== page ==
9 Reasons to buy tickets to Tramlines Festival 2020

This year will be my third Tramlines Festival on the trot. I buy tickets every year the second they come out and then excitedly await the prestigious line up.

The Line Up for 2020 was announced at 6pm on Tuesday, after a few teasers were released. I squealed and sent jake a thousand exclamation points.

For me, Tramlines is my favourite festival. I’ve been to Y Not, V Festival and Lakefest but nothing comes close to Tramlines.

Last year, I had to miss the Friday evening, but this year, I’m going for the whole blooming weekend!

Last year mum and dad got day tickets for the Saturday, traveling home on the Sunday after grabbing brunch.

If you’ve not already bought your tickets, then here are nine reasons why you should book them right now! There are a number of weekend and day tickets left, but you’ll have to be quick.

The Line Up

Obvious one, really. But the reason I’m more than happy to blindly purchase tickets because I know the line up will be brilliant. In previous years I’ve seen Johnny Marr, Noel Gallagher, Miles Kane, Reverend and the Makers, The Courteeners and Blossoms.

It’s always a brilliant mix of high profile alternative artists, and smaller independent ones gaining traction in the industry. This year those gaining attention include Pale Waves, The Blinders, The Orielles, Sheafs and Twisted Wheel – and that’s just from what’s been announced so far.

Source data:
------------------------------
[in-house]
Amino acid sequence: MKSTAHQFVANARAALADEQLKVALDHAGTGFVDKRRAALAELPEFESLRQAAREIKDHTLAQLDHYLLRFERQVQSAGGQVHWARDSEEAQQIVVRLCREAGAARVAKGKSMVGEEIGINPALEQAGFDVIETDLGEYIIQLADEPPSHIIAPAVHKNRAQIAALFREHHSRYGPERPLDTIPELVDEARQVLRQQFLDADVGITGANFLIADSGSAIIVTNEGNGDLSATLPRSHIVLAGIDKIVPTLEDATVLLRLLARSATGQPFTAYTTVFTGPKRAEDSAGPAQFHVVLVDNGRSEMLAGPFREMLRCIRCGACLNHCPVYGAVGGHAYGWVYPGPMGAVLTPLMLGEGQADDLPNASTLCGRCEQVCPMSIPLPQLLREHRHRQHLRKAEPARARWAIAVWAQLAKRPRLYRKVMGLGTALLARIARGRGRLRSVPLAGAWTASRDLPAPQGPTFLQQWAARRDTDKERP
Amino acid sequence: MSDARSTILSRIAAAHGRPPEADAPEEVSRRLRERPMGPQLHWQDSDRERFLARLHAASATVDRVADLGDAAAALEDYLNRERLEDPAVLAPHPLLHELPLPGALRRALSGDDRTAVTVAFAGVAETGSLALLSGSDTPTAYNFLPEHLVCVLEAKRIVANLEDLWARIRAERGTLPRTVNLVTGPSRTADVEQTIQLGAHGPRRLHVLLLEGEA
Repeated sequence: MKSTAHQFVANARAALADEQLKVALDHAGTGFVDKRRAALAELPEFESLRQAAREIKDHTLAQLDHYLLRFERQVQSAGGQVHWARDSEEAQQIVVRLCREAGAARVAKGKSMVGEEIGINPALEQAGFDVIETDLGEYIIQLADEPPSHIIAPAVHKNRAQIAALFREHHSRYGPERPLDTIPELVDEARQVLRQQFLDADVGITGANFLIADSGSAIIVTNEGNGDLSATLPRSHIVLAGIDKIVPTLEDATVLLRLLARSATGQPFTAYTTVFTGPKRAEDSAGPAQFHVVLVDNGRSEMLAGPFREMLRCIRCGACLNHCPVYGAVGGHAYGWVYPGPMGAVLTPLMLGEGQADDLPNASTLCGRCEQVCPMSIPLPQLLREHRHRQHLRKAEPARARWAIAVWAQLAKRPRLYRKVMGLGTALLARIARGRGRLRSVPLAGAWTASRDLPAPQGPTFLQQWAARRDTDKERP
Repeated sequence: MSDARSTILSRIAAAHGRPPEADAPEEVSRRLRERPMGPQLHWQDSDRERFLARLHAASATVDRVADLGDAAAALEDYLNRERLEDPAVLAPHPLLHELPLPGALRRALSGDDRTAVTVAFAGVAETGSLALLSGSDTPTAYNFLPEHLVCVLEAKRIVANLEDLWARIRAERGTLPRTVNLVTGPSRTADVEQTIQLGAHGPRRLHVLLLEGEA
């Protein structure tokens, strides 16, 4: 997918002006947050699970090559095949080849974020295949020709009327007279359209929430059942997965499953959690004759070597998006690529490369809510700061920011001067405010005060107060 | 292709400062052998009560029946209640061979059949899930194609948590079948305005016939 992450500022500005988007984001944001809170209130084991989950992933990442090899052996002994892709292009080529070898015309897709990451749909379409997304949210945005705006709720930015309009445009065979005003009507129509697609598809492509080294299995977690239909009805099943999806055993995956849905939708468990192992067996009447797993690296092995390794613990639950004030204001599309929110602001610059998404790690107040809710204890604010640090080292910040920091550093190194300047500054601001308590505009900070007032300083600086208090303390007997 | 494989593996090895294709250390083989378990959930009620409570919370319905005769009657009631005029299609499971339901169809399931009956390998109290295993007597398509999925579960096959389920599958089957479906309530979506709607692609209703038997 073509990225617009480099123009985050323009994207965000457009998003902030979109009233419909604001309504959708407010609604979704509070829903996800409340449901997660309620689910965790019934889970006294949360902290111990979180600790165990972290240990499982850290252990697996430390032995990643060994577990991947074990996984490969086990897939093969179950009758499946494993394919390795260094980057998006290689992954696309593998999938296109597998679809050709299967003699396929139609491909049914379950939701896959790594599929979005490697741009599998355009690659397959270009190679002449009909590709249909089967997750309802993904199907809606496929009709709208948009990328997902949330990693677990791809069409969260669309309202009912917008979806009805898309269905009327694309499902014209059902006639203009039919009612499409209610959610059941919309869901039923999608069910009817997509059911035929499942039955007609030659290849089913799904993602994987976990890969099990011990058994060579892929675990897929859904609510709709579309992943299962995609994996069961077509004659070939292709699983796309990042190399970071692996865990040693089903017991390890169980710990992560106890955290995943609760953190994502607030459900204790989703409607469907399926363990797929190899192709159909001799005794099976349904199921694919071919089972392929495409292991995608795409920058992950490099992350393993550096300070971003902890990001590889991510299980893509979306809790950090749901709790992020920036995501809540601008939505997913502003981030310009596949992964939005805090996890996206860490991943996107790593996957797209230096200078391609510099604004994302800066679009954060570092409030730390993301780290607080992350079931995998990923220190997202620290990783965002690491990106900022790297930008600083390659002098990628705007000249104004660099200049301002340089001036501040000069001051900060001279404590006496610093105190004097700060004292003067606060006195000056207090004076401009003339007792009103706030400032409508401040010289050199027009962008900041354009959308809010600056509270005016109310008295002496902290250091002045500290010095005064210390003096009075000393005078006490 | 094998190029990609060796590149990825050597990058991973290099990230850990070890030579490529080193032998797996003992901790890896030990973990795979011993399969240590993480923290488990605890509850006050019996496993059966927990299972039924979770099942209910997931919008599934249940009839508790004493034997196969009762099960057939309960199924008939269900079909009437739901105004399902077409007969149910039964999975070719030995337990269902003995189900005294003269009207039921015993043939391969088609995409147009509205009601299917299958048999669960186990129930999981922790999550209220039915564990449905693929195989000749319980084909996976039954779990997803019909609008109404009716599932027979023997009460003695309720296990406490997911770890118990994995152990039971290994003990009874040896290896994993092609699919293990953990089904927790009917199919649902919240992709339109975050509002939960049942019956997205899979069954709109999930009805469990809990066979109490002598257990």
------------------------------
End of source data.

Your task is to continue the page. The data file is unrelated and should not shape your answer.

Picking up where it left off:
Headlining the three-day festival is the mighty Ian Brown of The Stone Roses, Catfish and the Bottlemen and Madness. I saw Stone Roses back when they played the Etihad in 2016, and I saw Catfish at Castlefield Bowl and it was magical. My parents won tickets to see Madness at Uttoxeter race course last year and I was so jealous, so I’m thrilled they’re on the lineup for Sunday.

The Street Food

I love nothing more than trying all of the different foods between artists. There’s everything from greasy cheesy burgers and Yorkshire wraps, to churros and donuts. Most of my money goes on food because I just want to sample everything!

I get excited to see my favourite companies like Easy Cheesy, but also discovering new street foods.

You can read a little more about what I ate at Tramlines last year here.

The Bars

Jake and I don’t tend to spend a lot of time at the bars because time spent waiting at the portaloos is time wasted! We did get a voucher for a free beer last year, and it was so refreshing as the weather was boiling!

There are always tables to sit around, which it great if you just need to rest your legs for five and don’t fancy sitting on the grass.

The Alternative Activities

There’s something going on in every nook and cranny of Tramlines, whether it’s a cinema in a forest, or circus activities. It’s a very family-friendly festival, but not so much that the family-friendly element is in your face – perfect for someone like me who isn’t a huge fan of children. I’m happy to go and chill out and watch a Disney movie in a deck chair like the mature adult I am!

The Cleanliness